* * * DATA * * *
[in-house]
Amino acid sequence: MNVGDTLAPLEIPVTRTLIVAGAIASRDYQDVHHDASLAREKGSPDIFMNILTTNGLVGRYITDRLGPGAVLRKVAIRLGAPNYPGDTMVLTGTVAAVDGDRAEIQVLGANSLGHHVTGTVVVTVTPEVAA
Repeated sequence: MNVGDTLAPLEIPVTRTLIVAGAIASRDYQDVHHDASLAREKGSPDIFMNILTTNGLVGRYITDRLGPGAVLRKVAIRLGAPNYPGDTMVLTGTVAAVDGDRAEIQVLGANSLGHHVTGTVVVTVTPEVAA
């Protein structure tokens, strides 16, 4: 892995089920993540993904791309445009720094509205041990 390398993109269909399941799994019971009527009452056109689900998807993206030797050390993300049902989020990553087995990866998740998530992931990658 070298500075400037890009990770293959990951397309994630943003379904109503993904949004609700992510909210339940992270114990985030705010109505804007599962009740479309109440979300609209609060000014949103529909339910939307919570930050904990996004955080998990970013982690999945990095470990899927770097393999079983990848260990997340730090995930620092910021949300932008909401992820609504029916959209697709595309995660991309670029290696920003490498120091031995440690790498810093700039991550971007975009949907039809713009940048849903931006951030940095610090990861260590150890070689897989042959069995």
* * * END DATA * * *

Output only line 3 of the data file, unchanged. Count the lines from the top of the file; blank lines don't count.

Repeated sequence: MNVGDTLAPLEIPVTRTLIVAGAIASRDYQDVHHDASLAREKGSPDIFMNILTTNGLVGRYITDRLGPGAVLRKVAIRLGAPNYPGDTMVLTGTVAAVDGDRAEIQVLGANSLGHHVTGTVVVTVTPEVAA